To check for male fertility problems, the reproductive endocrinologist may do a semen analysis with a post-coital test, which checks a woman’s cervical mucus to see whether sperm are present and moving normally after intercourse.

How do you treat infertility?

There are many ways that we can treat infertility. Depending on your specific problem, we may treat you with medication, surgery, artificial insemination or assisted reproductive technology. Doctors recommend treatment based on:

  • Test results
  • How long the couple has been trying to get pregnant
  • The age of both the man and the woman
  • The overall health of the partners
  • Preference of both partners

Infertility in Women

Unfortunately, women bear the brunt of infertility issues when it comes to diagnosing reasons for unsuccessful pregnancies. In most cases, female infertility is caused by issues dealing with ovulation. It’s estimated that 25% of all infertility issues are caused by the women’s inability to ovulate on a regular schedule. This can be caused by a number of reasons, such as polycystic ovarian syndrome (PCOS), poor production of pituitary hormones, obesity, thyroid disease, or eating disorders.


Along with ovulation issues, another 25% of infertility cases deal with tubal or peritoneal factors. These can include damaged fallopian tubes or pelvic and abdominal linings, which cause faulty egg implantation within the uterus.


Roughly 10% of women in the U.S. experience infertility. The U.S. Department of Health and Human Services (HHS) gauges that 10 out of 100 women in the country, between the ages of 15-44, will have trouble becoming pregnant or staying pregnant. In the state of New York alone, over 4 million women are struggling with the same issues.


Recognizing the Signs of Infertility in Women

Now that you understand the basics of infertility, the next thing to be aware of are any warning signs that can help distinguish your odds of getting pregnant.


Before it’s too late, there are early indicators of infertility that you can take charge of to make a difference. In addition, there are also risk factors that you should work to prevent in order to increase your chances of reproducing. Sadly, there are plenty of individuals or couples that will show no infertility signs at all even though they will face the symptoms.


You should strive to cope with these signs with great care to avoid further complications as you begin your journey to a healthy pregnancy. As a reminder, couples who have been trying to achieve pregnancy over the course of 1 year with no results should consult with a doctor. If a woman is over the age of 35, she should seek assistance after a period of 6 months. Typically, issues with infertility tend to increase as a person gets older.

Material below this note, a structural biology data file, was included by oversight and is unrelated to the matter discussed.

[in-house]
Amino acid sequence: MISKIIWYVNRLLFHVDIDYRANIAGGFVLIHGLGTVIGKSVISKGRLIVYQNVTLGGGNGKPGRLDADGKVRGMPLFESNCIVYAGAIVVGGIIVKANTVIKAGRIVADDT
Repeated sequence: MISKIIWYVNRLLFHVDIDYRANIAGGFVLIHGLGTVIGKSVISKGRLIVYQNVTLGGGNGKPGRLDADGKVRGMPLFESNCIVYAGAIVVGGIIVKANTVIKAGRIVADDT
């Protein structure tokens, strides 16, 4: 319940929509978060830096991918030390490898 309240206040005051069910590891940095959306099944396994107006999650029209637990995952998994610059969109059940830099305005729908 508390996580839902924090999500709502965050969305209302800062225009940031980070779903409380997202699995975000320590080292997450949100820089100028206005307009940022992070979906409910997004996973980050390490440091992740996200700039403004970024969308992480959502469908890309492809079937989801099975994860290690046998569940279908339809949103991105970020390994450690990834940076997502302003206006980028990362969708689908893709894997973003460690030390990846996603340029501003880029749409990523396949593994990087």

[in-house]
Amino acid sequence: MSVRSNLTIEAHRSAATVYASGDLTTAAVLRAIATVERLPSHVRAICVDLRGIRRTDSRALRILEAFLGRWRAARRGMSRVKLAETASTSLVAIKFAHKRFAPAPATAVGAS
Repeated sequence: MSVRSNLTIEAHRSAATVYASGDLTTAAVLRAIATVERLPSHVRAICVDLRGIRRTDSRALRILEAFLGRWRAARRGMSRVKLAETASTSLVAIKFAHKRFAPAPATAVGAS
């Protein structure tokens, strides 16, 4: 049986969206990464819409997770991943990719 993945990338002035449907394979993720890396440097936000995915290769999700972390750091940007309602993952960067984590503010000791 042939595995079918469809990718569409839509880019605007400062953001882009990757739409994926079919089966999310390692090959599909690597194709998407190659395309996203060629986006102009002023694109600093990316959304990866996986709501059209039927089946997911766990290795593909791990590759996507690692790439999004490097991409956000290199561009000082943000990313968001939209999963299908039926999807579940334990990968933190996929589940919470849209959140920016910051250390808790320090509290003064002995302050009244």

Irregular Menstrual Periods

Having a cycle that is inconsistent or unpredictable when compared to an average 28-day timeframe.


Painful or Heavy Menstruation

Periods that may be more painful than normal cramps, disrupting your daily life (potential sign of endometriosis).


Hormonal Changes

A change in sex drive, skin irritations, facial hair growth, damages hair follicles, or excessive weight gain.


Pain During Sexual Intercourse

This may be the result of hormonal fluctuations, endometriosis, or other issues that can increase odds of infertility.


Diagnosis of Specific Conditions

Having a previous diagnosis of PCOS, Endometriosis, Fibroids, and more can be a sign to look out for since we know certain conditions can contribute to or cause infertility.


Causes of Female Infertility

Along with common infertility signs, there are a number of contributing causes for each sex that you should understand in order to present the best odds of achieving pregnancy. We will also examine major risk factors that can increase infertility, giving you insight into what measures can be taken to lead a healthier lifestyle and maximize your efforts.


When reading through this section, be advised that some issues that cause infertility occur at birth for an individual. For others, infertility issues may develop over time. In either case, many issues can be solved with the right treatment, so any fears moving forward shouldn’t deter you from starting the family you’ve dreamed of.

Pre-existing Conditions


As mentioned before, PCOS causes severe hormonal changes, hyperprolactinemia (when too much prolactin is created, stimulating breast milk production), it can damage the ovulation process, and fluctuating levels of hyperthyroidism can stifle the menstrual cycle, leading to infertility.


This condition is an often painful condition where the protective lining inside the uterus (endometrium) grows outside of it and forms along other parts of the reproductive organs. Although it is outside of the uterus, it will still undergo the same reactions with each menstrual cycle, causing it to shed and bleed within the pelvic area. The severe pain results in a painful or heavy menstruation. Because of potential damage this can cause to your reproductive organs, endometriosis can also be a cause of infertility.